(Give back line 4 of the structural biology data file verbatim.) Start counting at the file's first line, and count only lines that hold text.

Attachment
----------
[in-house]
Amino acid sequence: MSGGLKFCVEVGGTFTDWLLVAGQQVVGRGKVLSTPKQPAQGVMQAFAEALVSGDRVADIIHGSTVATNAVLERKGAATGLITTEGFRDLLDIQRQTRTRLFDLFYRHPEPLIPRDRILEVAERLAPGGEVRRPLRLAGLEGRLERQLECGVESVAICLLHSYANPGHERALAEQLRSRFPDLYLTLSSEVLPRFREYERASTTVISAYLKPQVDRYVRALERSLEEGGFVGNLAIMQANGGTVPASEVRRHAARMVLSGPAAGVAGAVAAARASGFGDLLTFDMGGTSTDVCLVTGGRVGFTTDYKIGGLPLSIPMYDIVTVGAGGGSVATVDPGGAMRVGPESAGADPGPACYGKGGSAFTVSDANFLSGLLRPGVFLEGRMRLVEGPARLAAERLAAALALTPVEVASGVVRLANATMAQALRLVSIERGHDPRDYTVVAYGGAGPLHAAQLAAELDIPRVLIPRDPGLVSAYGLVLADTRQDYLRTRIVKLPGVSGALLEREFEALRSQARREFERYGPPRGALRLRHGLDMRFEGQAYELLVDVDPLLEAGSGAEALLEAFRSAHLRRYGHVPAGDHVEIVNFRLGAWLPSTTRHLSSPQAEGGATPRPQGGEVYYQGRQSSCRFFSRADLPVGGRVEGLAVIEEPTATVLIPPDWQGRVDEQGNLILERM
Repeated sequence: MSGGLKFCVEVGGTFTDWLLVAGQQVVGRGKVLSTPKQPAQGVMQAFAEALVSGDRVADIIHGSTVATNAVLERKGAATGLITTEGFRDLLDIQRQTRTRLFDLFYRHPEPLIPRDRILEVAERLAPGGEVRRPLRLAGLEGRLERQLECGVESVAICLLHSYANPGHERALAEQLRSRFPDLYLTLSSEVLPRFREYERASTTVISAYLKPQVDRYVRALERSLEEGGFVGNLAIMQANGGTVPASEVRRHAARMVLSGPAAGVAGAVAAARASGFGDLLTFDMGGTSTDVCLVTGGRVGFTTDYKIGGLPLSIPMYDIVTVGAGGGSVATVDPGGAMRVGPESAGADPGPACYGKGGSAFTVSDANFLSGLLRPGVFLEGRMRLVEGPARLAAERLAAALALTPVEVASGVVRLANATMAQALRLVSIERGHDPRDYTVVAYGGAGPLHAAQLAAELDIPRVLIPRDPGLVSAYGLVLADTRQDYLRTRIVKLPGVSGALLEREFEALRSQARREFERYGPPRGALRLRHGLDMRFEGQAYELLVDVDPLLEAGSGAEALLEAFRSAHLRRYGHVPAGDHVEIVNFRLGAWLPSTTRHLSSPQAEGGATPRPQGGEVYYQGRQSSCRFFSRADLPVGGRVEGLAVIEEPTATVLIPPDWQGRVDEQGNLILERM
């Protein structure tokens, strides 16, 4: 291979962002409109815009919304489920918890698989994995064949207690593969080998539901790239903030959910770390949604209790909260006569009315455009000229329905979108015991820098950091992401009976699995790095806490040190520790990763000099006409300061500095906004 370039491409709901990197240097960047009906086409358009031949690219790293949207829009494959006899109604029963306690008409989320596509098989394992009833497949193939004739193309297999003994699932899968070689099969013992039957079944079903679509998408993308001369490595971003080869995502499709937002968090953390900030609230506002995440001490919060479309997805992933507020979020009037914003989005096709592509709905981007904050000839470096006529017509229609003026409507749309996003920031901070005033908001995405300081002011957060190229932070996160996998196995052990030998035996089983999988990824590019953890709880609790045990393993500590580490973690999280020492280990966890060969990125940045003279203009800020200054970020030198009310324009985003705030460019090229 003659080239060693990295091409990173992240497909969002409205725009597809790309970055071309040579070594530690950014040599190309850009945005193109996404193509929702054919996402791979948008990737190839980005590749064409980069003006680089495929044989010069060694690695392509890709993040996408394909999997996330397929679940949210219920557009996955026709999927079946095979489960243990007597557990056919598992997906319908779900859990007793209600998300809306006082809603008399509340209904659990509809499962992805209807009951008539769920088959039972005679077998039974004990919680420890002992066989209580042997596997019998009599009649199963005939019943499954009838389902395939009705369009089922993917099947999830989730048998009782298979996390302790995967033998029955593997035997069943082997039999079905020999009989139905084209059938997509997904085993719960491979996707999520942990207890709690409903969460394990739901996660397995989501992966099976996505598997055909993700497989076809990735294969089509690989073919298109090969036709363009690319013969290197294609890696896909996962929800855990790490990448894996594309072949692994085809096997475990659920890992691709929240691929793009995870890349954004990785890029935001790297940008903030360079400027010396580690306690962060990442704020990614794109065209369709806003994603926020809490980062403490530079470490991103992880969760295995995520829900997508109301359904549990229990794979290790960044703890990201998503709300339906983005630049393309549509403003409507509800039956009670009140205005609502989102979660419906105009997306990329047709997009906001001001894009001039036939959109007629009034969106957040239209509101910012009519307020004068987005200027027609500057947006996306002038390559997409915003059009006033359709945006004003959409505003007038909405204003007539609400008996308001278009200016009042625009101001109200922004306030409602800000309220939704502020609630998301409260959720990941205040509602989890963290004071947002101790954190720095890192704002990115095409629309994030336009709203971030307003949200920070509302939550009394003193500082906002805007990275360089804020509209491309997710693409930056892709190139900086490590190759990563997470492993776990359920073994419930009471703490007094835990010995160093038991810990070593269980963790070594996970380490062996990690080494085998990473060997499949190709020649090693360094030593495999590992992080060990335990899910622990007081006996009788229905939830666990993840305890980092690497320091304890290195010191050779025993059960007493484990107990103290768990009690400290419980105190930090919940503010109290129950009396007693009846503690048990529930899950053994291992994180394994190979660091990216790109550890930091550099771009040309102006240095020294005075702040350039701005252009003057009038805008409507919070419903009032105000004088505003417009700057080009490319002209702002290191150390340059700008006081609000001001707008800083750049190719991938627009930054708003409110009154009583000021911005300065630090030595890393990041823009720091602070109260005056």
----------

């Protein structure tokens, strides 16, 4: 291979962002409109815009919304489920918890698989994995064949207690593969080998539901790239903030959910770390949604209790909260006569009315455009000229329905979108015991820098950091992401009976699995790095806490040190520790990763000099006409300061500095906004 370039491409709901990197240097960047009906086409358009031949690219790293949207829009494959006899109604029963306690008409989320596509098989394992009833497949193939004739193309297999003994699932899968070689099969013992039957079944079903679509998408993308001369490595971003080869995502499709937002968090953390900030609230506002995440001490919060479309997805992933507020979020009037914003989005096709592509709905981007904050000839470096006529017509229609003026409507749309996003920031901070005033908001995405300081002011957060190229932070996160996998196995052990030998035996089983999988990824590019953890709880609790045990393993500590580490973690999280020492280990966890060969990125940045003279203009800020200054970020030198009310324009985003705030460019090229 003659080239060693990295091409990173992240497909969002409205725009597809790309970055071309040579070594530690950014040599190309850009945005193109996404193509929702054919996402791979948008990737190839980005590749064409980069003006680089495929044989010069060694690695392509890709993040996408394909999997996330397929679940949210219920557009996955026709999927079946095979489960243990007597557990056919598992997906319908779900859990007793209600998300809306006082809603008399509340209904659990509809499962992805209807009951008539769920088959039972005679077998039974004990919680420890002992066989209580042997596997019998009599009649199963005939019943499954009838389902395939009705369009089922993917099947999830989730048998009782298979996390302790995967033998029955593997035997069943082997039999079905020999009989139905084209059938997509997904085993719960491979996707999520942990207890709690409903969460394990739901996660397995989501992966099976996505598997055909993700497989076809990735294969089509690989073919298109090969036709363009690319013969290197294609890696896909996962929800855990790490990448894996594309072949692994085809096997475990659920890992691709929240691929793009995870890349954004990785890029935001790297940008903030360079400027010396580690306690962060990442704020990614794109065209369709806003994603926020809490980062403490530079470490991103992880969760295995995520829900997508109301359904549990229990794979290790960044703890990201998503709300339906983005630049393309549509403003409507509800039956009670009140205005609502989102979660419906105009997306990329047709997009906001001001894009001039036939959109007629009034969106957040239209509101910012009519307020004068987005200027027609500057947006996306002038390559997409915003059009006033359709945006004003959409505003007038909405204003007539609400008996308001278009200016009042625009101001109200922004306030409602800000309220939704502020609630998301409260959720990941205040509602989890963290004071947002101790954190720095890192704002990115095409629309994030336009709203971030307003949200920070509302939550009394003193500082906002805007990275360089804020509209491309997710693409930056892709190139900086490590190759990563997470492993776990359920073994419930009471703490007094835990010995160093038991810990070593269980963790070594996970380490062996990690080494085998990473060997499949190709020649090693360094030593495999590992992080060990335990899910622990007081006996009788229905939830666990993840305890980092690497320091304890290195010191050779025993059960007493484990107990103290768990009690400290419980105190930090919940503010109290129950009396007693009846503690048990529930899950053994291992994180394994190979660091990216790109550890930091550099771009040309102006240095020294005075702040350039701005252009003057009038805008409507919070419903009032105000004088505003417009700057080009490319002209702002290191150390340059700008006081609000001001707008800083750049190719991938627009930054708003409110009154009583000021911005300065630090030595890393990041823009720091602070109260005056």